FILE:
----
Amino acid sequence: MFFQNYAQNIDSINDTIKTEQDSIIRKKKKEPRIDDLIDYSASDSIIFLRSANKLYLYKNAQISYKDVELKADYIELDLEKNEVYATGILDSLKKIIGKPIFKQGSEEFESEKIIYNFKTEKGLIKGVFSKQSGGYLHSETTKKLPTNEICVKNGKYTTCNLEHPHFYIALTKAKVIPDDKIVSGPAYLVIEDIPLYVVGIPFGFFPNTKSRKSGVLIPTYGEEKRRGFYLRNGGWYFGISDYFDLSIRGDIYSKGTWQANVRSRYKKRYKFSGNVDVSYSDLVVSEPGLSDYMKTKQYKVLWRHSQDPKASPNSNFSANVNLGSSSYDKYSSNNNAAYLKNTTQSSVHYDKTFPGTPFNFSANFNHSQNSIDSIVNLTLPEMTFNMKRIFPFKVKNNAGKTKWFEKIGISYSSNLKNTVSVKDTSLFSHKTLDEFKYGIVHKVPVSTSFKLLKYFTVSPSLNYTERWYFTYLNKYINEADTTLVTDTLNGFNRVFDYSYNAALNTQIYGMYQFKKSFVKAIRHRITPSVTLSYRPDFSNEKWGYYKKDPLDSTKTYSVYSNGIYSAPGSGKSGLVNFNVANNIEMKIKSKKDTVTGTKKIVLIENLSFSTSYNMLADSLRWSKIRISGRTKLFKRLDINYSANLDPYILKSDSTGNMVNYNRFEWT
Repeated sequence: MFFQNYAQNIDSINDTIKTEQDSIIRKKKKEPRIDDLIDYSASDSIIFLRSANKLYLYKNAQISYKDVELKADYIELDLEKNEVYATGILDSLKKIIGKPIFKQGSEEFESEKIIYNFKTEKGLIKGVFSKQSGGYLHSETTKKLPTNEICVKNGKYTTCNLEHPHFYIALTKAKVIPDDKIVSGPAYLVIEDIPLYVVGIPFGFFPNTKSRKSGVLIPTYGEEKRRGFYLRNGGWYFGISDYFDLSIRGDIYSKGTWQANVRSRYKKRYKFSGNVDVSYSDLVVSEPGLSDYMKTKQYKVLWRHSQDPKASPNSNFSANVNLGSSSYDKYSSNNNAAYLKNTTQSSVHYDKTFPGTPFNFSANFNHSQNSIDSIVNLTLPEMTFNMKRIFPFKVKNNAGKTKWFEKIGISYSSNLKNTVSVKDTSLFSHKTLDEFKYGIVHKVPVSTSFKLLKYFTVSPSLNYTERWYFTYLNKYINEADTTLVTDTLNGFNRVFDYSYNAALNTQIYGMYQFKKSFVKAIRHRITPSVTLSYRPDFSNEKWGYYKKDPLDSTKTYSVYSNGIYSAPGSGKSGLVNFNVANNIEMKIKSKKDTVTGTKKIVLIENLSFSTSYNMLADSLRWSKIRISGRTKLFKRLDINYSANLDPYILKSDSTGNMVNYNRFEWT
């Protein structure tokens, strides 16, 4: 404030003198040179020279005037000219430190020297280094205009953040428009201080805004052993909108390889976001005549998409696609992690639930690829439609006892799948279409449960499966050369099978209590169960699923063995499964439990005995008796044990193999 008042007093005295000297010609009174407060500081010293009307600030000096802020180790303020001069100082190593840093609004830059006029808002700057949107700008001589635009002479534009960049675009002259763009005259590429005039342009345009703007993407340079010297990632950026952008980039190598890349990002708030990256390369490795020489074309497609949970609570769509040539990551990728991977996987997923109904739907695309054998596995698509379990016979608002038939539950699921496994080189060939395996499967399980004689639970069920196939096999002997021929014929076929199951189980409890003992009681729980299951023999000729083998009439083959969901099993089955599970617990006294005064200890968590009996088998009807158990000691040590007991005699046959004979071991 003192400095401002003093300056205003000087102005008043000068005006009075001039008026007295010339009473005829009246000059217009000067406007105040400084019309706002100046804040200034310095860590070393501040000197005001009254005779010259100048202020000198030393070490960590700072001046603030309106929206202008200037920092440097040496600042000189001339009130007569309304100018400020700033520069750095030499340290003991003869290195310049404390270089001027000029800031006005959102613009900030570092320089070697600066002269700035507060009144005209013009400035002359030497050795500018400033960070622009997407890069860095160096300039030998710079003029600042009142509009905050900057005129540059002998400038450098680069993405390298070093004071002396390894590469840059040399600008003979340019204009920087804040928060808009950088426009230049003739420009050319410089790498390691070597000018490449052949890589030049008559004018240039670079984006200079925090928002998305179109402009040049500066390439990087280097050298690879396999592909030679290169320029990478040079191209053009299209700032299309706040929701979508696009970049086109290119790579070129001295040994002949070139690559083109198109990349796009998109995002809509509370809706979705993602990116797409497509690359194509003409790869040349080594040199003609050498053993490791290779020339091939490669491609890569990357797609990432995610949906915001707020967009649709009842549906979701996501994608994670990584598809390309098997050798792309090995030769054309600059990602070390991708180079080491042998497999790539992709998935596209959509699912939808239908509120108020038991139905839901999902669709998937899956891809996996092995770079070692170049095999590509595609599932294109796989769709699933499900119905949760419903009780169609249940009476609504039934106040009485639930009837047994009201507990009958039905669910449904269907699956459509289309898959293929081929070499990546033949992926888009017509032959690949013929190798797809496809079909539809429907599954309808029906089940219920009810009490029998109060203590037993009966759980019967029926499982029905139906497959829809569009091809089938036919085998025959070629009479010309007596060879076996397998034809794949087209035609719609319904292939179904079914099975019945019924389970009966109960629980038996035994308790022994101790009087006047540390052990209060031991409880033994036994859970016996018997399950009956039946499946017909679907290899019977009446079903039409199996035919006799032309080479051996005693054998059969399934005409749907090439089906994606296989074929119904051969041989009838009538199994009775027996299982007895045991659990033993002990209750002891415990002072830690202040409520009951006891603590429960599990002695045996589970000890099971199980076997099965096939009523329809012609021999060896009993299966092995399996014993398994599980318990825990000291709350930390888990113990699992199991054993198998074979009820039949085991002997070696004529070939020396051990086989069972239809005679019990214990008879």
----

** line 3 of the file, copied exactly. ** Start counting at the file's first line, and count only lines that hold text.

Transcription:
């Protein structure tokens, strides 16, 4: 404030003198040179020279005037000219430190020297280094205009953040428009201080805004052993909108390889976001005549998409696609992690639930690829439609006892799948279409449960499966050369099978209590169960699923063995499964439990005995008796044990193999 008042007093005295000297010609009174407060500081010293009307600030000096802020180790303020001069100082190593840093609004830059006029808002700057949107700008001589635009002479534009960049675009002259763009005259590429005039342009345009703007993407340079010297990632950026952008980039190598890349990002708030990256390369490795020489074309497609949970609570769509040539990551990728991977996987997923109904739907695309054998596995698509379990016979608002038939539950699921496994080189060939395996499967399980004689639970069920196939096999002997021929014929076929199951189980409890003992009681729980299951023999000729083998009439083959969901099993089955599970617990006294005064200890968590009996088998009807158990000691040590007991005699046959004979071991 003192400095401002003093300056205003000087102005008043000068005006009075001039008026007295010339009473005829009246000059217009000067406007105040400084019309706002100046804040200034310095860590070393501040000197005001009254005779010259100048202020000198030393070490960590700072001046603030309106929206202008200037920092440097040496600042000189001339009130007569309304100018400020700033520069750095030499340290003991003869290195310049404390270089001027000029800031006005959102613009900030570092320089070697600066002269700035507060009144005209013009400035002359030497050795500018400033960070622009997407890069860095160096300039030998710079003029600042009142509009905050900057005129540059002998400038450098680069993405390298070093004071002396390894590469840059040399600008003979340019204009920087804040928060808009950088426009230049003739420009050319410089790498390691070597000018490449052949890589030049008559004018240039670079984006200079925090928002998305179109402009040049500066390439990087280097050298690879396999592909030679290169320029990478040079191209053009299209700032299309706040929701979508696009970049086109290119790579070129001295040994002949070139690559083109198109990349796009998109995002809509509370809706979705993602990116797409497509690359194509003409790869040349080594040199003609050498053993490791290779020339091939490669491609890569990357797609990432995610949906915001707020967009649709009842549906979701996501994608994670990584598809390309098997050798792309090995030769054309600059990602070390991708180079080491042998497999790539992709998935596209959509699912939808239908509120108020038991139905839901999902669709998937899956891809996996092995770079070692170049095999590509595609599932294109796989769709699933499900119905949760419903009780169609249940009476609504039934106040009485639930009837047994009201507990009958039905669910449904269907699956459509289309898959293929081929070499990546033949992926888009017509032959690949013929190798797809496809079909539809429907599954309808029906089940219920009810009490029998109060203590037993009966759980019967029926499982029905139906497959829809569009091809089938036919085998025959070629009479010309007596060879076996397998034809794949087209035609719609319904292939179904079914099975019945019924389970009966109960629980038996035994308790022994101790009087006047540390052990209060031991409880033994036994859970016996018997399950009956039946499946017909679907290899019977009446079903039409199996035919006799032309080479051996005693054998059969399934005409749907090439089906994606296989074929119904051969041989009838009538199994009775027996299982007895045991659990033993002990209750002891415990002072830690202040409520009951006891603590429960599990002695045996589970000890099971199980076997099965096939009523329809012609021999060896009993299966092995399996014993398994599980318990825990000291709350930390888990113990699992199991054993198998074979009820039949085991002997070696004529070939020396051990086989069972239809005679019990214990008879």